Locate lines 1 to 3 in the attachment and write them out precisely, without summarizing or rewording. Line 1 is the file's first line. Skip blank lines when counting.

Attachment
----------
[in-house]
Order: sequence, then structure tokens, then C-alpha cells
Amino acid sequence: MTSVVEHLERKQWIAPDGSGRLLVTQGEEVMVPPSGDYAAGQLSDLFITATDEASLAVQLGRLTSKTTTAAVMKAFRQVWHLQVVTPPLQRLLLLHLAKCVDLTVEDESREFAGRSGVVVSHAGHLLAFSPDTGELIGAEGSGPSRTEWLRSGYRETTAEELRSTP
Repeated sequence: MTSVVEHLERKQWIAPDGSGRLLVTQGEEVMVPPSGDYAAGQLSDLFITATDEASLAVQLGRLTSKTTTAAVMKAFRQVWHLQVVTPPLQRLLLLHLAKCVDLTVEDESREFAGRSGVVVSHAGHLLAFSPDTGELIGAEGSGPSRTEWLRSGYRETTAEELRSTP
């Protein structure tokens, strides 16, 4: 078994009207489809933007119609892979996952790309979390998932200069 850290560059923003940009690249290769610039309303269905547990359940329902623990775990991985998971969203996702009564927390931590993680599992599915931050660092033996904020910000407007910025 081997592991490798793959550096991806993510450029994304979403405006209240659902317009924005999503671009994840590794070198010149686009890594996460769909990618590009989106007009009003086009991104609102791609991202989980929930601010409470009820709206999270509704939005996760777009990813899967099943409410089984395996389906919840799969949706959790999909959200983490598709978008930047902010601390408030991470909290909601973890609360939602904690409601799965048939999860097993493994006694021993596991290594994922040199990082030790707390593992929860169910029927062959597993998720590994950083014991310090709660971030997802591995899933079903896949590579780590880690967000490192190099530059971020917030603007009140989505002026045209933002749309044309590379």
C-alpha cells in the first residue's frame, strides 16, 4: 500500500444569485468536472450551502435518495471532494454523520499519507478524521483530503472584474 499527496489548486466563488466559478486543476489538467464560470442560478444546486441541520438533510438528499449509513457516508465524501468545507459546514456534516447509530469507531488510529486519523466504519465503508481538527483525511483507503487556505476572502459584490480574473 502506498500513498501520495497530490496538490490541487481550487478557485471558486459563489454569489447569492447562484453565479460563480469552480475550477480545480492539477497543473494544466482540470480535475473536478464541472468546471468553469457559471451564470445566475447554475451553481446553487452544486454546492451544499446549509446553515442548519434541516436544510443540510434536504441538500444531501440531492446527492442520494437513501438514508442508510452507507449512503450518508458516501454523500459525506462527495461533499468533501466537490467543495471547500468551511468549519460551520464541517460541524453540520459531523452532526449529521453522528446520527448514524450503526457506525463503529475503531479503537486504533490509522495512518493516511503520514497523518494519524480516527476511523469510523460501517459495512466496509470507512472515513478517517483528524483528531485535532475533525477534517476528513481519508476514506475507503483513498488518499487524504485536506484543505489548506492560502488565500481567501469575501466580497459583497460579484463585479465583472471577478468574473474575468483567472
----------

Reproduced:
[in-house]
Order: sequence, then structure tokens, then C-alpha cells
Amino acid sequence: MTSVVEHLERKQWIAPDGSGRLLVTQGEEVMVPPSGDYAAGQLSDLFITATDEASLAVQLGRLTSKTTTAAVMKAFRQVWHLQVVTPPLQRLLLLHLAKCVDLTVEDESREFAGRSGVVVSHAGHLLAFSPDTGELIGAEGSGPSRTEWLRSGYRETTAEELRSTP